Lessons From A Muslim Lesbian

The outstanding life of Irshad Manji and what we can learn.



Irshad Manji, born in 1968 and raised in Canada, is one of the strongest voices of the LGBTQI Muslim community. She refers to herself as a faithful Muslim and has been at the forefront of advocacy for a more inclusive and progressive interpretation of many aspects of the Islamic Faith.

In her book, ‘Allah, Liberty and Love: The Courage to Reconcile Faith and Freedom’, Manji calls for individuals to ‘challenge conformity within our own tribes – be they religious, cultural, ideological, or professional – and to do so for a more universal good’. The notion of tribal ideology has equally proven itself to be at the centre of cultural fatigue, as well as the foundation for cultural reform. Manji has received death threats for spreading this message of tolerance and for challenging what has been ingrained in religious ideology.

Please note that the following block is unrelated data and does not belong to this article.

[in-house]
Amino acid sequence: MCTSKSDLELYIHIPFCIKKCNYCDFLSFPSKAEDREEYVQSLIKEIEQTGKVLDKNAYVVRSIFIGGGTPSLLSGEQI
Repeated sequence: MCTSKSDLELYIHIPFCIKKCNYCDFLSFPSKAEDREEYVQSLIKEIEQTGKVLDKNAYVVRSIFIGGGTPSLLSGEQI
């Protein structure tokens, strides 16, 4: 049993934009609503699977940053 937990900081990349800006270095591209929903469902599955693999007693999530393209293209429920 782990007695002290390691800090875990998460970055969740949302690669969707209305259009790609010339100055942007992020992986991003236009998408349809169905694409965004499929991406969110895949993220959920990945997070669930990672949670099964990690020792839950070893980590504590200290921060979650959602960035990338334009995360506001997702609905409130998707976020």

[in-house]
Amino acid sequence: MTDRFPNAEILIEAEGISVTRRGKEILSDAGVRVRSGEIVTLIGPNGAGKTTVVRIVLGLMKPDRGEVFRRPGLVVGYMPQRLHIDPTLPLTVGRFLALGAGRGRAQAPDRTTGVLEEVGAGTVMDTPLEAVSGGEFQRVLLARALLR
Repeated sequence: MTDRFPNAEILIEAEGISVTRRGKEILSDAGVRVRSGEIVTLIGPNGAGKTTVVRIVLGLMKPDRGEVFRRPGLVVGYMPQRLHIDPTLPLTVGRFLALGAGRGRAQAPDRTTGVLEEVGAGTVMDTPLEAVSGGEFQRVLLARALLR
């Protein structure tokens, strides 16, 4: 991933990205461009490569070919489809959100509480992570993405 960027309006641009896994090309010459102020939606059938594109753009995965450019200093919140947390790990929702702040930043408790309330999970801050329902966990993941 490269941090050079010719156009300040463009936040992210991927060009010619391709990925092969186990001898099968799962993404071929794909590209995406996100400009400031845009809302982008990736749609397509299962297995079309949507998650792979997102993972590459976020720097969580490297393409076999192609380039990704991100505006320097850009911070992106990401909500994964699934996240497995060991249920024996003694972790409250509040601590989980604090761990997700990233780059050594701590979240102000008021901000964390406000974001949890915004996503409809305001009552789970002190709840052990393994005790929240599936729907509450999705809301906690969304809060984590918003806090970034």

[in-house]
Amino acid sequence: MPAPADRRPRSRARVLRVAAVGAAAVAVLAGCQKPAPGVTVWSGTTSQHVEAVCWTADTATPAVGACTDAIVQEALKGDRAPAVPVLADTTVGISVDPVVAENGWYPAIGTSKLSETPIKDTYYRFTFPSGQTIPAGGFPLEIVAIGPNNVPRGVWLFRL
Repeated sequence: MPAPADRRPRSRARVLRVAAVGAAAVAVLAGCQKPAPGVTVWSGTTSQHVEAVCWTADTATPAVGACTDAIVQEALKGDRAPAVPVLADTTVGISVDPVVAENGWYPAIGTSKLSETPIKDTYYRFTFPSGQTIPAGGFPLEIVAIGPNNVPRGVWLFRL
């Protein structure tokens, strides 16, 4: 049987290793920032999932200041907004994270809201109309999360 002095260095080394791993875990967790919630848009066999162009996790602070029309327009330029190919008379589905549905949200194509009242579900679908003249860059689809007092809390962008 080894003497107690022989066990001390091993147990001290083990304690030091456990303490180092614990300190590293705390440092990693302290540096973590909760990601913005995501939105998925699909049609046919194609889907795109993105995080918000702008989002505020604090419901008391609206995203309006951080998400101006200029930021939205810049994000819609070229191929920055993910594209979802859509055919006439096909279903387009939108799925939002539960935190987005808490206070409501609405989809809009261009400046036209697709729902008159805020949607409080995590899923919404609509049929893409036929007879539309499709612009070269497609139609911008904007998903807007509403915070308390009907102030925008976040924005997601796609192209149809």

Manji holds the view that engaging in discourse concerning deeply held religious belief is an emotional risk, as it deals with something that is beyond intellectual capacity, and moves in to the arena of re-thinking how one executes their faith. Challenging tradition moves in to realms of asking individuals and communities to consider aspects of themselves and their religion that perhaps require an alignment with the core message of their faith.

A central point in many of Manji’s books and public interviews encourages dialogue between Muslims and non-Muslims alike, in order to tackle religious taboos and to challenge comfortable traditions. Of course, not everyone will agree or even identify with Manji’s perspective of Islamic reform, particularly with reference to the Muslim faith and it’s acceptance of the LGBTQI community, however, this offers a foundation of discourse and tolerance for those who choose to engage in this discussion.


For more information: http://irshadmanji.com/

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